Last year when I got a chance to spend time in London, I immediately knew that I wanted to eat at St. John, Fergus Henderson‘s restaurant in Smithfield. It was not because of the huge hype generated by Anthony Bourdain who visited the restaurant in 2001 for his show A Cook’s Tour (this actually was a bit of a concern), it was about the Nose to Tail concept, which is so engrained in my own French culture. There is truly an art in using all the parts of the animal, and making remarkable things out of them. In the US, Chris Consentino did something similar at Incanto (now Porcellino). For me, this is the ultimate type of comfort food, prepared with an expert hand and a lot of attention to detail but done in a rustic, earthy way.
I decided on a hotel based on its proximity to the restaurant – the Zetter in Clerkenwell was ideal, a quirky boutique hotel located within a 5-minute walk, on the other side of St. John’s gate. I checked in fairly late and had barely enough time before dinner to freshen up after a long flight from San Diego. My room was compact but well-appointed, with a great bathroom. It came with a water bottle for the bed, and pink mood lighting…
I managed to get lost on my way to the restaurant, and when I finally got to my destination, I wandered a bit inside the “bar” area which is actually a casual open-seating restaurant with a nice selection of small plates, before finally finding the restaurant (you have to walk though the bar area to get to the restaurant which is up a few steps on the right side, across from the bakery counter).
St John’s five rules for success: ‘No music, no art, no garnishes, no flowers, no service charge’
I settled at one of the tables, caught my breath and looked around. The large and open room is quite simple with whitewashed walls, an old wooden floor, simple tables covered in white tablecloths. The kitchen is semi-open and the atmosphere very much on the casual side. The service is warm and friendly, extremely attentive. I had already a fairly good idea of the menu, which changes daily, thanks to chef Ludovic Lefebvre who had visited the restaurant just a few days earlier and shared a photo.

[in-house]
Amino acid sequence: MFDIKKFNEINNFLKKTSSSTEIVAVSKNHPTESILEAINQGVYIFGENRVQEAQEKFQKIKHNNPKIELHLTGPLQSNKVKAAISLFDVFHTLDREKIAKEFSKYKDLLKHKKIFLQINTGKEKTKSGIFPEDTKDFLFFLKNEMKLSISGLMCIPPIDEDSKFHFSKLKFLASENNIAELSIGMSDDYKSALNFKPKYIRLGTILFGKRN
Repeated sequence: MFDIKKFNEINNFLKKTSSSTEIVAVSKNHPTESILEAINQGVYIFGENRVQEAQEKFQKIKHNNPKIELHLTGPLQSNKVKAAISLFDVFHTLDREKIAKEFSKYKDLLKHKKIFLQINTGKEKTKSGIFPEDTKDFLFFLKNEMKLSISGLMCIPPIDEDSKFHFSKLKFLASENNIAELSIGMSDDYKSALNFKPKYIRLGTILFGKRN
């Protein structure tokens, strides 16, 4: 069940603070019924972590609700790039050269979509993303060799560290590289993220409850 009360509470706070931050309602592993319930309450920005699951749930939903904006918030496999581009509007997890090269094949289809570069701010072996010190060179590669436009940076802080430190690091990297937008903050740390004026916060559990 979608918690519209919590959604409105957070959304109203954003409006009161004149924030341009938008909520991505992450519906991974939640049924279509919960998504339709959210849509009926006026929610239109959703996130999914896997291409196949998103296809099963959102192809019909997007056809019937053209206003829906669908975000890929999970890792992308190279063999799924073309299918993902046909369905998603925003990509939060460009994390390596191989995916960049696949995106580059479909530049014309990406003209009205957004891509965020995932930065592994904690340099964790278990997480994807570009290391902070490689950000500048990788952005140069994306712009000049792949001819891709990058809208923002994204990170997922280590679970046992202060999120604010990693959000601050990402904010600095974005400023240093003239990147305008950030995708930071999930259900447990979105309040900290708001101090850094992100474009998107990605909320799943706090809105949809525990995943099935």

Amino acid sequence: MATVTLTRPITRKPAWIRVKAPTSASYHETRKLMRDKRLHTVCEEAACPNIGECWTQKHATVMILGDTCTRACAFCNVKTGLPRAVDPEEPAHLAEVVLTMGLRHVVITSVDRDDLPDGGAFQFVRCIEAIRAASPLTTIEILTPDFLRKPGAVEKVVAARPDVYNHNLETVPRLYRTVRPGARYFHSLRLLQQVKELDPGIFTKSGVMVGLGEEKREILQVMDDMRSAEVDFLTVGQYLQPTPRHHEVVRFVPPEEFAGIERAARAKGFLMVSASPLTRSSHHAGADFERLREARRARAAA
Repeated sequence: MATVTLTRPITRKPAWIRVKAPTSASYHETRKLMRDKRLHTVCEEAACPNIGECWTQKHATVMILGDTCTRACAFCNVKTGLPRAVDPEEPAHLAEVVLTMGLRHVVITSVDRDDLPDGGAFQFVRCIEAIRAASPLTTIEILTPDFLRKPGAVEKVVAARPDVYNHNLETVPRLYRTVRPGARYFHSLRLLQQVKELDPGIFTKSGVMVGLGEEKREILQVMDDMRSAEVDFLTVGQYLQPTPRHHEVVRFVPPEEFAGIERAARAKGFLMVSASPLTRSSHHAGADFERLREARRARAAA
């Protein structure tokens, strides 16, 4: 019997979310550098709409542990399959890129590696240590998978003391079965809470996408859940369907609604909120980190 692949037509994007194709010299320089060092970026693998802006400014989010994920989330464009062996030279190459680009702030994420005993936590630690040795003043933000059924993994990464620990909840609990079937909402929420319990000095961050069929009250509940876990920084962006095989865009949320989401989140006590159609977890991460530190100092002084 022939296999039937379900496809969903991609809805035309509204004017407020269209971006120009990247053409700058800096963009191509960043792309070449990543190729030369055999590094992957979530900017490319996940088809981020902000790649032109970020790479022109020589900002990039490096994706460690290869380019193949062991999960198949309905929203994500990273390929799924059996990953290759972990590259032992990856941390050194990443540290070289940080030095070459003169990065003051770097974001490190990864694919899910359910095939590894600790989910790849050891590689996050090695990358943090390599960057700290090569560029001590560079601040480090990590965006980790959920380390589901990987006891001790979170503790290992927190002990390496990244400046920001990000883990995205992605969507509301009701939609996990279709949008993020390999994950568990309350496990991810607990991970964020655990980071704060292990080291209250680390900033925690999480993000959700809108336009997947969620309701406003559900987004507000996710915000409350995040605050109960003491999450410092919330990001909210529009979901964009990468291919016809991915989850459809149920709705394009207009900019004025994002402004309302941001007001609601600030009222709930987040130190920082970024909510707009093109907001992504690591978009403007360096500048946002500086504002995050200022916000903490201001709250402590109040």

Of course I had to start with the roasted bone marrow, because it’s something that I love, and one of the restaurant’s iconic dishes. Roasted bone marrow on toast is a staple of French bistros; St. John serves it with a little herb salad with parsley, shallots and capers that is a great touch. Coarse grey sea salt on the side, as is typical in France. You can’t help but feel like a glutton while devouring this dish with your hands, the bone marrow melting on the bread and dripping on your fingers. Pure bliss.
For my main course, I went with the grouse. You have to understand that we are completely game-meat deprived in Southern California. I don’t know any hunters, and the game meat I have access to is actually farmed, not wild, due to various regulations it would take too long to go into (there is such a thing as “farmed” game meat, and it tastes very bland compared to the real thing). So I only have proper game meat when I am in Europe and have a rule of always ordering it when I see it on the menu (that and offal – which can make the choice a little difficult at St. John given that both are their specialty).
Grouse is a wild bird that is found mostly in Scotland and Northern England. It was cooked rare, had red flesh that was a little firm, and tasted like pheasant should but rarely does – irony, slightly sweet, with a tinge of bitterness.
Eating the whole bird required a bit of effort and dexterity, but I think I did a pretty good job. I decided to skip dessert, as I had to get ready for my next activities that evening.
But wait – we are not done yet! I had made reservations for St. John for Friday and Saturday nights, not knowing how my schedule was going to turn out. Based on that first experience at St. John, I decided to go back the next day… I was greeted by the staff who recognized me and made me feel like a regular already, which was great.
On that second night, the menu had changed a little. I was tempted to have some bone marrow again, although I opted to explore the rest of the menu. I went with a grilled venison saddle for my starter. It was served with pickled prunes, and was one of the most delicate and tender meats I’ve ever eaten.
The grouse was still on the menu, but there was also teal with braised red cabbage. Once I realized that teal is a small duck (sarcelle in French), my choice was made. Duck is one of my favorite meats, and I had never tried teal, so this was my chance.
The whole duck was presented to me, juicy and tender. To top things off, under the duck was a little piece of toast with the liver, as a surprise. That was my dessert that night (although, now that I think about it, I also has a lemon posset as a proper dessert, but it was fairly unremarkable and I forgot to take a photo).
- St. John at 20, a series of articles published by The Guardian for the restaurant’s 20th anniversary
- Everything you’ve ever wanted to know about the world-famous roasted marrow bones at St. John in London, in the Eater
(6:39 for Fergus Henderson and St. John)